Even if you aren't well versed in Victorian-era literary figures, this is still an extremely entertaining world that Moore and O'Neill have put together, and everyone needs to give it a read at least once. It is so very worth it. ( )
  regularguy5mb | May 29, 2015 |
Fun story, imaginative artwork (look closely in the details for humor/whimsy). ( )
  kvrfan | Apr 25, 2015 |
Alan Moore takes characters from a wide selection of Victorian-era stories and infuses them with a fresh (if brutal and blood-splattered) life. The league is formed by a group of very troubled characters . . . variously called monsters or freaks . . . Mina Murray from Dracula - who will not talk about her past but always wears a scarf! - Allan Quatermain, the hero from King Solomon’s Mines, now an old opium-addicted wreck, Captain Nemo from Twenty-Thousand Leagues Under the Sea, Dr. Jekyll and a much more Hulk-like Mr. Hyde, and Griffin the Invisible Man (as a sociopathic rapist). The group is recruited by a mysterious Mr. “M” and tasked with protecting the British Empire and recovering some anti-gravity material from a Chinese drug-lord (Fu Manchu) living in London’s East End.

But the references don't stop there! You'll see Sherlock Holmes and Professor Moriarty and tons of less well-known characters and references. If one investigates a little further, even minor characters that appear in the series can be revealed to be obscure characters from Victorian literature! I know I would never get them all without the Internet, but it’s quite interesting to try and research them all.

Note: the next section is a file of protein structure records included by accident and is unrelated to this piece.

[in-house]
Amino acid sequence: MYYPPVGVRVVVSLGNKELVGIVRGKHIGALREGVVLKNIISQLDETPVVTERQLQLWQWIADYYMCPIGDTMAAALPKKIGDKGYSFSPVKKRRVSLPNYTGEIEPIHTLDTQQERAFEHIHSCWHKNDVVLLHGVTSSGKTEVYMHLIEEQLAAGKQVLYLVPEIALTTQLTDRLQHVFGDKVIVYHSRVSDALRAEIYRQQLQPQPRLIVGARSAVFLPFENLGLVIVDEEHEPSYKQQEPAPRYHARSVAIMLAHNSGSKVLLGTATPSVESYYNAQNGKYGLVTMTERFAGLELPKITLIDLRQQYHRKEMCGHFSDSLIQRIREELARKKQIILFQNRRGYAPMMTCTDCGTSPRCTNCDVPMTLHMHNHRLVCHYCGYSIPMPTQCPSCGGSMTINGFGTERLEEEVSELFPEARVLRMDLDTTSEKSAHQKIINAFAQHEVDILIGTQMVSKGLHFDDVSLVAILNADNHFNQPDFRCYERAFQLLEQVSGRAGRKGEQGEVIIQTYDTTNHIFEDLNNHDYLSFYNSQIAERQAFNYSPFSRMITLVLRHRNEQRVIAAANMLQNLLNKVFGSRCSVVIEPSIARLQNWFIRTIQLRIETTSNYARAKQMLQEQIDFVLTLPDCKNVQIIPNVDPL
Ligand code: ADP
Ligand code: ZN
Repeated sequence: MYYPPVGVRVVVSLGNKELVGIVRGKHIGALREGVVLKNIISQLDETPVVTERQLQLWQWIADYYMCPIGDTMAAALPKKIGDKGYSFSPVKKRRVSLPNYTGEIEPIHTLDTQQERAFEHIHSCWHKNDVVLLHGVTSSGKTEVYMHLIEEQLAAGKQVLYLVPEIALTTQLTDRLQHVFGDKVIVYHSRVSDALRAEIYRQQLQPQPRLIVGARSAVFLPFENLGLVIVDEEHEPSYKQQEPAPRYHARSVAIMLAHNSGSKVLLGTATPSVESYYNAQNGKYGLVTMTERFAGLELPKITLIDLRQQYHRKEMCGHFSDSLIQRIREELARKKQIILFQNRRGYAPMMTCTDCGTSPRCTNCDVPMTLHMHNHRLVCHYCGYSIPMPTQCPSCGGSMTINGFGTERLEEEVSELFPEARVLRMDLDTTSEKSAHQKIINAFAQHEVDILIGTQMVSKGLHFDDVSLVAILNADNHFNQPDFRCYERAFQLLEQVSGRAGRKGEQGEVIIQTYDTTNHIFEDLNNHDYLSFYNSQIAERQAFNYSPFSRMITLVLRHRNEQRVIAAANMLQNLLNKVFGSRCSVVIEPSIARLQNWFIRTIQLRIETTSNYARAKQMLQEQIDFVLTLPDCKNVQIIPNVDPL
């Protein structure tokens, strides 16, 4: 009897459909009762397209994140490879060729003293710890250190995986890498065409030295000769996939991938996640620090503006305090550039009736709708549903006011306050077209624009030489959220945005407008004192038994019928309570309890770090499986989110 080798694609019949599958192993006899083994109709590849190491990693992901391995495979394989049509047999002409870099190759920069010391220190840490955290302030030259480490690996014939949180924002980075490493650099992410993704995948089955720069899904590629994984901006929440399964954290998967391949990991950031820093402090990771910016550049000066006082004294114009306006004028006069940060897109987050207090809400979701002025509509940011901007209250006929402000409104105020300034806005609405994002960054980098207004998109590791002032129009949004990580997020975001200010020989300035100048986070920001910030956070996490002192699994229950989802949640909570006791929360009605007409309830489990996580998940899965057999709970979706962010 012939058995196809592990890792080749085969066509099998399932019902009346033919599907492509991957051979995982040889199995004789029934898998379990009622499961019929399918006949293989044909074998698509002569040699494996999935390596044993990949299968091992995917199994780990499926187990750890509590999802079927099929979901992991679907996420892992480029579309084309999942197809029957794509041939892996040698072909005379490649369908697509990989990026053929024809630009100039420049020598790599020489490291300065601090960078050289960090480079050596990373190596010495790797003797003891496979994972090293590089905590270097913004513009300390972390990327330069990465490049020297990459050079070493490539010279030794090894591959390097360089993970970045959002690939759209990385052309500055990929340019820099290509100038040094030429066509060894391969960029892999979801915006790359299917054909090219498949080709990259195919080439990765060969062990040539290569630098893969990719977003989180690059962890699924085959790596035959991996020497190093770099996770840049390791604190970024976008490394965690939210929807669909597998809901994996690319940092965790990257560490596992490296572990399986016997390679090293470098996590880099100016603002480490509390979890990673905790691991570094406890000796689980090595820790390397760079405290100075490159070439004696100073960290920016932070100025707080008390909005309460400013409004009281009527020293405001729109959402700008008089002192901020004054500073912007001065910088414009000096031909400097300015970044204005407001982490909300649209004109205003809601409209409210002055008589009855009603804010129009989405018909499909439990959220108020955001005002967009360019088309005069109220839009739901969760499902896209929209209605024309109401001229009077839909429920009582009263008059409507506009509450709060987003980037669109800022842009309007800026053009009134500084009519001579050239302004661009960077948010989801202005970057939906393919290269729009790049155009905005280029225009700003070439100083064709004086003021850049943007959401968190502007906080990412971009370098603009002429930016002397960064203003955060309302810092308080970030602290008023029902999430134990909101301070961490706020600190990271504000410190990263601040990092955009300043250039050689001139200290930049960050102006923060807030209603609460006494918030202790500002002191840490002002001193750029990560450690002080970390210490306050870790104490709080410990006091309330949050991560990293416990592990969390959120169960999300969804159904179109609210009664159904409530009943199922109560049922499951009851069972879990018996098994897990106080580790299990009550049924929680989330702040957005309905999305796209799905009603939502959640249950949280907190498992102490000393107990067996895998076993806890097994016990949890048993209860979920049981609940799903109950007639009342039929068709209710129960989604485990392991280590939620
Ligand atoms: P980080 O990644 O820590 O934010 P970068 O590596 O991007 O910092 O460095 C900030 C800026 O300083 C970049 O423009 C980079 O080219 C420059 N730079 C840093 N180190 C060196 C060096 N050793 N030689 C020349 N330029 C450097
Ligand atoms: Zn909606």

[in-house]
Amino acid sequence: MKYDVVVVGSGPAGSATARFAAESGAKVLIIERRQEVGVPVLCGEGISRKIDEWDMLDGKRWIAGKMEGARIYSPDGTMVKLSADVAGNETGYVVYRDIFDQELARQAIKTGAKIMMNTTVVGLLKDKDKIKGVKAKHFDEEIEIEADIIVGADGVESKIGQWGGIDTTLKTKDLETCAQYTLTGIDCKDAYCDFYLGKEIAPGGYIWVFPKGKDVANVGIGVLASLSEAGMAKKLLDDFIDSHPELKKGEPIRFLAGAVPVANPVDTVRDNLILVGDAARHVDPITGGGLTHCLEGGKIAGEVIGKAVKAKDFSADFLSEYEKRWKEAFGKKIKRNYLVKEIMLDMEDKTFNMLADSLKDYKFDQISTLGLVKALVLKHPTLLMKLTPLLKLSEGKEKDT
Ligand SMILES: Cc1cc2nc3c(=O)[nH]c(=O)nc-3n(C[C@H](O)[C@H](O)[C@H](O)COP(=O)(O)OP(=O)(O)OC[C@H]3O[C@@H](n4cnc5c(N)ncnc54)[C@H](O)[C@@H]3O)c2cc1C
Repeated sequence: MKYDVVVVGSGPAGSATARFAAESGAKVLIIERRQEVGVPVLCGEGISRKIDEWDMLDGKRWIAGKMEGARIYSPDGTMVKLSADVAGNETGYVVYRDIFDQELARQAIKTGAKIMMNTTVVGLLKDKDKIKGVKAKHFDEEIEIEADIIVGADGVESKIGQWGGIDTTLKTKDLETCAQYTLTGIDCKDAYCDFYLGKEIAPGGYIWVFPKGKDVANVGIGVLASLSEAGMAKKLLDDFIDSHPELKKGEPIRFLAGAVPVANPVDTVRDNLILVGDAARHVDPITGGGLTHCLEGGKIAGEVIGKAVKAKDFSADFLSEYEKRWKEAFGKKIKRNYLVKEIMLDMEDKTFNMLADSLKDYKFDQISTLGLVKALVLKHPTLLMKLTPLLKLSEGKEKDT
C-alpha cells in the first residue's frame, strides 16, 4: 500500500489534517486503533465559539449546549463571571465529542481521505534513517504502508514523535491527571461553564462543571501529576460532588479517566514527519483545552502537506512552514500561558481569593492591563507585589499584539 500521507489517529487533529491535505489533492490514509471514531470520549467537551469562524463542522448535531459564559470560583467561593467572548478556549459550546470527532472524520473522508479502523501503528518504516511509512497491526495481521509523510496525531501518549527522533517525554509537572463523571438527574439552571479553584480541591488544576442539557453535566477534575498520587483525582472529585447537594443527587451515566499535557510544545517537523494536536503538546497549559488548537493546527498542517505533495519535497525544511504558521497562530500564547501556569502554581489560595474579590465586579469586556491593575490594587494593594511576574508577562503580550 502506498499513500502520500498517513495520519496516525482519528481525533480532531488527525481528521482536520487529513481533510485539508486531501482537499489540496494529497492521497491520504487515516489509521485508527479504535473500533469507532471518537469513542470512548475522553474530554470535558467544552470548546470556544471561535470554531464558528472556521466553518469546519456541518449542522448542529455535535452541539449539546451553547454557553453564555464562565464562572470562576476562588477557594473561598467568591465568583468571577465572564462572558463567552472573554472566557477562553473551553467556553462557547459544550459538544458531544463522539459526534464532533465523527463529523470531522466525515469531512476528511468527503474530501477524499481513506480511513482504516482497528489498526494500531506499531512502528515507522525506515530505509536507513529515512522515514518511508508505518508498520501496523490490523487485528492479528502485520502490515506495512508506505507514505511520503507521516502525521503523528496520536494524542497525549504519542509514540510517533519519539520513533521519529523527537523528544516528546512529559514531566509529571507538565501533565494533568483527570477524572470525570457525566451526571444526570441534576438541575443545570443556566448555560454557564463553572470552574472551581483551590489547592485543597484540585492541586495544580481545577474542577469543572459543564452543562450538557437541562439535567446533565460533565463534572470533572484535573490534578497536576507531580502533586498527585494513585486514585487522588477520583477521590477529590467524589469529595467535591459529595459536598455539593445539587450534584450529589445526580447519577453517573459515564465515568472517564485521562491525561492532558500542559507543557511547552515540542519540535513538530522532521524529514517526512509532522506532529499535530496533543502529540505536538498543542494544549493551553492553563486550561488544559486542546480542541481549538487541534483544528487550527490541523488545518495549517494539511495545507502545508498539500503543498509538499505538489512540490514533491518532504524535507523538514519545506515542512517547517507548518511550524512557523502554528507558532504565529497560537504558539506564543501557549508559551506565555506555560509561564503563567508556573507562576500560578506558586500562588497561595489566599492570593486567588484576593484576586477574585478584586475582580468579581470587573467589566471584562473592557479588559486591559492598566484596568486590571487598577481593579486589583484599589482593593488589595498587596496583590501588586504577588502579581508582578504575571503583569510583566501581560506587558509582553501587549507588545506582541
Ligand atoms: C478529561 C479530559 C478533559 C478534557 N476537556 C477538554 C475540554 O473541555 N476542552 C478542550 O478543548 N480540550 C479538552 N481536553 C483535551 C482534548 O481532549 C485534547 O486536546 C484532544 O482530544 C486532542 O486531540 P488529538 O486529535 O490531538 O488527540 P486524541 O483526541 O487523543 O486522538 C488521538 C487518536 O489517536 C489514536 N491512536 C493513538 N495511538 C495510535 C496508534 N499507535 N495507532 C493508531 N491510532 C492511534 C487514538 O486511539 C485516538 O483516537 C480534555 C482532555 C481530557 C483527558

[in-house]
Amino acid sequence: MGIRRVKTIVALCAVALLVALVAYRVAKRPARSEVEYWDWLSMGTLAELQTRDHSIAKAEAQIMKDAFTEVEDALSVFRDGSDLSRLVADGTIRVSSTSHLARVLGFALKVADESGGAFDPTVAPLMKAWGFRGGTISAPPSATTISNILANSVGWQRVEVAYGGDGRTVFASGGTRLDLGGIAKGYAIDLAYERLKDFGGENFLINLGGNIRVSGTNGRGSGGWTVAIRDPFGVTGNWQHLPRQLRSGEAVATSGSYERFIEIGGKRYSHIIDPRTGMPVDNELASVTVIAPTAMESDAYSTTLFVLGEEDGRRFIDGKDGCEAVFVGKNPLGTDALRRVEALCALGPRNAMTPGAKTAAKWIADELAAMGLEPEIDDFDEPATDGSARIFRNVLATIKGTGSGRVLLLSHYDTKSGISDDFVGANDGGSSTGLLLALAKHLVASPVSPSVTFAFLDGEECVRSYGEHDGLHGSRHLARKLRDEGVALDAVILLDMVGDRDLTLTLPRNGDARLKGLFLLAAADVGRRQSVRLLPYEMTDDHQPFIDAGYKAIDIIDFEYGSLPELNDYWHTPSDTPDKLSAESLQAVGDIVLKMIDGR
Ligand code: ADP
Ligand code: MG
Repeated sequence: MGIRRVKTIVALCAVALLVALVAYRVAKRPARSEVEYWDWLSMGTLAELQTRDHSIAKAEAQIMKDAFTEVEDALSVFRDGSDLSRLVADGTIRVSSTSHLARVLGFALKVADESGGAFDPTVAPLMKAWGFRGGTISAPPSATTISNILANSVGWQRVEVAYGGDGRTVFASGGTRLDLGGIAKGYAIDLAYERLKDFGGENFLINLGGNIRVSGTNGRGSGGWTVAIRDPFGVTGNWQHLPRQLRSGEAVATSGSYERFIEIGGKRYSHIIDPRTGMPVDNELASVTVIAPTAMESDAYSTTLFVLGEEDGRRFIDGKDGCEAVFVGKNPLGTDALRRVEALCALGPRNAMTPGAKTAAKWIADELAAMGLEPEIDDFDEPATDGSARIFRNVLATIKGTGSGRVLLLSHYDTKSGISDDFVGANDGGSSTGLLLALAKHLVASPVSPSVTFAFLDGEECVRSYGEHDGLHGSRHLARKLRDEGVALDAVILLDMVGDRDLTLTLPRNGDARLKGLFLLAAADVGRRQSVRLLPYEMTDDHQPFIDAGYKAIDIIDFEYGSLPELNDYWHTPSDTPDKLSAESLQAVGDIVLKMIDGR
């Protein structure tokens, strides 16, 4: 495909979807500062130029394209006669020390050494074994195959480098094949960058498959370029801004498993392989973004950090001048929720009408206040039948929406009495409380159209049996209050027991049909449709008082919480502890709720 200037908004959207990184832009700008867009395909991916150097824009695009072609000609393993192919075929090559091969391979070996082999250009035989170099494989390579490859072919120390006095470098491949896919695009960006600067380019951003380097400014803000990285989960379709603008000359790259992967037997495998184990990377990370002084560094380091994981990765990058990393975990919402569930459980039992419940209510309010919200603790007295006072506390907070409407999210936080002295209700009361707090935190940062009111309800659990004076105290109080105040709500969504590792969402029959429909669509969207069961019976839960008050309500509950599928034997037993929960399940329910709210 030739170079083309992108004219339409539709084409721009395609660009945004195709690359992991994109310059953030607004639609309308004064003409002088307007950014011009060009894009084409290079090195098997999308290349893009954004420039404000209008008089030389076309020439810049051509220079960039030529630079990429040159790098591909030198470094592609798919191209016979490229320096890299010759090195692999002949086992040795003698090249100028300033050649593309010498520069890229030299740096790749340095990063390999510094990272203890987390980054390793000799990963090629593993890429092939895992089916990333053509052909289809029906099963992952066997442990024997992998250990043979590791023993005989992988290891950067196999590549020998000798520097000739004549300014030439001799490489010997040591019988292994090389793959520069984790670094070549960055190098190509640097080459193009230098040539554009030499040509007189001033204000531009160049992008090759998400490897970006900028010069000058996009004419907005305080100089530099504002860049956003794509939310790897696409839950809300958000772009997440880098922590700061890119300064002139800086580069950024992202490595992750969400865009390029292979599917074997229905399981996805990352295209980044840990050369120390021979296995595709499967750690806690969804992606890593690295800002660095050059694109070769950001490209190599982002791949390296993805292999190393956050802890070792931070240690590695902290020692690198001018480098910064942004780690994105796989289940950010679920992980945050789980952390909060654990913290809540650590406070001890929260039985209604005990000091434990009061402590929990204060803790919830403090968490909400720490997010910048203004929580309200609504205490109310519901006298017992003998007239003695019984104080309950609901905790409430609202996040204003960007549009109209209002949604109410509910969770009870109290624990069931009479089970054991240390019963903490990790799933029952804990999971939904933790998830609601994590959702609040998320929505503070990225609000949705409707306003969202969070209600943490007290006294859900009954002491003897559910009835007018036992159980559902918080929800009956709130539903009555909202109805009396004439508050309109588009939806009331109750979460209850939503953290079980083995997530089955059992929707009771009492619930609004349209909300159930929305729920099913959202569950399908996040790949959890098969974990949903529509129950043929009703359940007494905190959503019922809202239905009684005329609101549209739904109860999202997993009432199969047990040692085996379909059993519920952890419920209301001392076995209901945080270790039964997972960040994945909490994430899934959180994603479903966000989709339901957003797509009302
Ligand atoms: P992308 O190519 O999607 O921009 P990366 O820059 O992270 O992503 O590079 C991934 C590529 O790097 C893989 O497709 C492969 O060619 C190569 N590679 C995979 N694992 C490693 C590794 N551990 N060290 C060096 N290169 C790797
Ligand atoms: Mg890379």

The supplementary material in this collection include a short story written in the vein of Lovecraft, in which Quartermain is transported to a realm beyond time and space where he encounters Randolph Carter (from Lovecraft) and some suitably eldritch terrors, as well as H. G. Well’s Time Traveller and Morlocks, and John Carter from Edgar Rice Burrough’s Barsoom books.

The setting is more steampunk than straight-up Victorian England, with the British Empire even more industrialized and powerful - planning a lunar landing for the year 1900, for example! The creative team has fun infusing the comic with Victorian-era language, even in the narrative boxes and the “about the author” segment, so that the entire experience feels quite transportive. Moore gets the language and diction just right for the style of the period.

I can’t really say I care for the art . . . just not my style, though plenty of readers love it. If you’re thinking of reading this, just be aware it’s violent and gory, there is rape and some racist/sexist language of the time period being evoked. At first I thought the dominatrix headmistress at the girl’s school was just like perverted humour on the part of the creators, or something, but apparently that’s actually a Victorian reference, too. (What would we do without Wikipedia?) This surely won’t float everyone’s boat, but I can’t help but admire Moore for the scope of his imagination, his writing ability and how insanely well-read he is, obviously. ( )